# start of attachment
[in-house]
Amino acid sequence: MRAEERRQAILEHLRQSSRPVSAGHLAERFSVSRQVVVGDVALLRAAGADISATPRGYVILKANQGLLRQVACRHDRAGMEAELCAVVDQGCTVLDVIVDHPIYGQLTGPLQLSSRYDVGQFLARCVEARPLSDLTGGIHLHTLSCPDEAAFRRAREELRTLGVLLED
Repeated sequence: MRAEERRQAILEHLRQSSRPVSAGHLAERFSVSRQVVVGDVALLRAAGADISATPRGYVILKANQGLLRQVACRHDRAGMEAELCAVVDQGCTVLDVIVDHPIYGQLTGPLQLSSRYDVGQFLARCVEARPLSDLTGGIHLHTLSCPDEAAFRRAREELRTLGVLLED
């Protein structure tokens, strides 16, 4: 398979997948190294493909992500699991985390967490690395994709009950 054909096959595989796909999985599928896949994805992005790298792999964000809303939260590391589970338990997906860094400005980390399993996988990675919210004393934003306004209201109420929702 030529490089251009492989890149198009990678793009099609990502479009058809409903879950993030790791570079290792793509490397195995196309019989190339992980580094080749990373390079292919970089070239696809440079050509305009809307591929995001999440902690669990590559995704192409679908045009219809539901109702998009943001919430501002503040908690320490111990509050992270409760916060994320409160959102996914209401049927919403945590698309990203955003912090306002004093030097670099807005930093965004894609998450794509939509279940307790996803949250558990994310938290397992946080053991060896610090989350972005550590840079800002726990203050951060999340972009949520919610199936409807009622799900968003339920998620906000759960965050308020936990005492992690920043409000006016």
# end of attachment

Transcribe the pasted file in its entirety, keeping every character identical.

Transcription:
[in-house]
Amino acid sequence: MRAEERRQAILEHLRQSSRPVSAGHLAERFSVSRQVVVGDVALLRAAGADISATPRGYVILKANQGLLRQVACRHDRAGMEAELCAVVDQGCTVLDVIVDHPIYGQLTGPLQLSSRYDVGQFLARCVEARPLSDLTGGIHLHTLSCPDEAAFRRAREELRTLGVLLED
Repeated sequence: MRAEERRQAILEHLRQSSRPVSAGHLAERFSVSRQVVVGDVALLRAAGADISATPRGYVILKANQGLLRQVACRHDRAGMEAELCAVVDQGCTVLDVIVDHPIYGQLTGPLQLSSRYDVGQFLARCVEARPLSDLTGGIHLHTLSCPDEAAFRRAREELRTLGVLLED
């Protein structure tokens, strides 16, 4: 398979997948190294493909992500699991985390967490690395994709009950 054909096959595989796909999985599928896949994805992005790298792999964000809303939260590391589970338990997906860094400005980390399993996988990675919210004393934003306004209201109420929702 030529490089251009492989890149198009990678793009099609990502479009058809409903879950993030790791570079290792793509490397195995196309019989190339992980580094080749990373390079292919970089070239696809440079050509305009809307591929995001999440902690669990590559995704192409679908045009219809539901109702998009943001919430501002503040908690320490111990509050992270409760916060994320409160959102996914209401049927919403945590698309990203955003912090306002004093030097670099807005930093965004894609998450794509939509279940307790996803949250558990994310938290397992946080053991060896610090989350972005550590840079800002726990203050951060999340972009949520919610199936409807009622799900968003339920998620906000759960965050308020936990005492992690920043409000006016």